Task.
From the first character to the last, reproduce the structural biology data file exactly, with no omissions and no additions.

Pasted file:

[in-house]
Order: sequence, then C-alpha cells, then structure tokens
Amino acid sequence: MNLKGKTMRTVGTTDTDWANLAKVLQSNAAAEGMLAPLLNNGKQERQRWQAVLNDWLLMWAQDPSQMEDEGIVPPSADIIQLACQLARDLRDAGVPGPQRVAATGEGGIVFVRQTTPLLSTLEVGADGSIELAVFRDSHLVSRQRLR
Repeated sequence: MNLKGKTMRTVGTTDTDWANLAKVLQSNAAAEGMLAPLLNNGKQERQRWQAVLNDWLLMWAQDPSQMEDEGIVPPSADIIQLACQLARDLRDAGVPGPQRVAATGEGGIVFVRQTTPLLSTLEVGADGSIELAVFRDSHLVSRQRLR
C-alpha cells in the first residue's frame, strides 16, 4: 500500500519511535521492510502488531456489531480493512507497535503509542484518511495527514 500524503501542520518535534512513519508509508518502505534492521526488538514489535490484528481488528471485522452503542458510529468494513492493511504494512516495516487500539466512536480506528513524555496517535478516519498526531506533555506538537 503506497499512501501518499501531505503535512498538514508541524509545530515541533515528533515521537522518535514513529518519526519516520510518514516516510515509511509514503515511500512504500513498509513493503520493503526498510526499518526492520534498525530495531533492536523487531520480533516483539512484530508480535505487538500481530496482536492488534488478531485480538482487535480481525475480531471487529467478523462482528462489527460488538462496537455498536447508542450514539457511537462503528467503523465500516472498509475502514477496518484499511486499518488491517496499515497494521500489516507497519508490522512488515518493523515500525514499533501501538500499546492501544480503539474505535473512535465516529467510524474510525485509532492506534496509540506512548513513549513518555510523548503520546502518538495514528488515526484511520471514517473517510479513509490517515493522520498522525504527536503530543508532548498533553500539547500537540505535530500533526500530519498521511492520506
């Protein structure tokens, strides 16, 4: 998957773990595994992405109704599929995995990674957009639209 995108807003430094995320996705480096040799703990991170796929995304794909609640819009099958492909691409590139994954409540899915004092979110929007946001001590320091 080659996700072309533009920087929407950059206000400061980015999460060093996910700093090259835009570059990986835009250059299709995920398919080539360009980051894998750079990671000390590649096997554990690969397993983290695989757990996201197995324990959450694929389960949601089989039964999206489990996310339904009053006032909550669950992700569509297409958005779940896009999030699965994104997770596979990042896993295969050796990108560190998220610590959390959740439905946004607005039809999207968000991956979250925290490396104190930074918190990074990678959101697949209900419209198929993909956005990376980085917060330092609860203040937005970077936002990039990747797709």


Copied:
[in-house]
Order: sequence, then C-alpha cells, then structure tokens
Amino acid sequence: MNLKGKTMRTVGTTDTDWANLAKVLQSNAAAEGMLAPLLNNGKQERQRWQAVLNDWLLMWAQDPSQMEDEGIVPPSADIIQLACQLARDLRDAGVPGPQRVAATGEGGIVFVRQTTPLLSTLEVGADGSIELAVFRDSHLVSRQRLR
Repeated sequence: MNLKGKTMRTVGTTDTDWANLAKVLQSNAAAEGMLAPLLNNGKQERQRWQAVLNDWLLMWAQDPSQMEDEGIVPPSADIIQLACQLARDLRDAGVPGPQRVAATGEGGIVFVRQTTPLLSTLEVGADGSIELAVFRDSHLVSRQRLR
C-alpha cells in the first residue's frame, strides 16, 4: 500500500519511535521492510502488531456489531480493512507497535503509542484518511495527514 500524503501542520518535534512513519508509508518502505534492521526488538514489535490484528481488528471485522452503542458510529468494513492493511504494512516495516487500539466512536480506528513524555496517535478516519498526531506533555506538537 503506497499512501501518499501531505503535512498538514508541524509545530515541533515528533515521537522518535514513529518519526519516520510518514516516510515509511509514503515511500512504500513498509513493503520493503526498510526499518526492520534498525530495531533492536523487531520480533516483539512484530508480535505487538500481530496482536492488534488478531485480538482487535480481525475480531471487529467478523462482528462489527460488538462496537455498536447508542450514539457511537462503528467503523465500516472498509475502514477496518484499511486499518488491517496499515497494521500489516507497519508490522512488515518493523515500525514499533501501538500499546492501544480503539474505535473512535465516529467510524474510525485509532492506534496509540506512548513513549513518555510523548503520546502518538495514528488515526484511520471514517473517510479513509490517515493522520498522525504527536503530543508532548498533553500539547500537540505535530500533526500530519498521511492520506
């Protein structure tokens, strides 16, 4: 998957773990595994992405109704599929995995990674957009639209 995108807003430094995320996705480096040799703990991170796929995304794909609640819009099958492909691409590139994954409540899915004092979110929007946001001590320091 080659996700072309533009920087929407950059206000400061980015999460060093996910700093090259835009570059990986835009250059299709995920398919080539360009980051894998750079990671000390590649096997554990690969397993983290695989757990996201197995324990959450694929389960949601089989039964999206489990996310339904009053006032909550669950992700569509297409958005779940896009999030699965994104997770596979990042896993295969050796990108560190998220610590959390959740439905946004607005039809999207968000991956979250925290490396104190930074918190990074990678959101697949209900419209198929993909956005990376980085917060330092609860203040937005970077936002990039990747797709």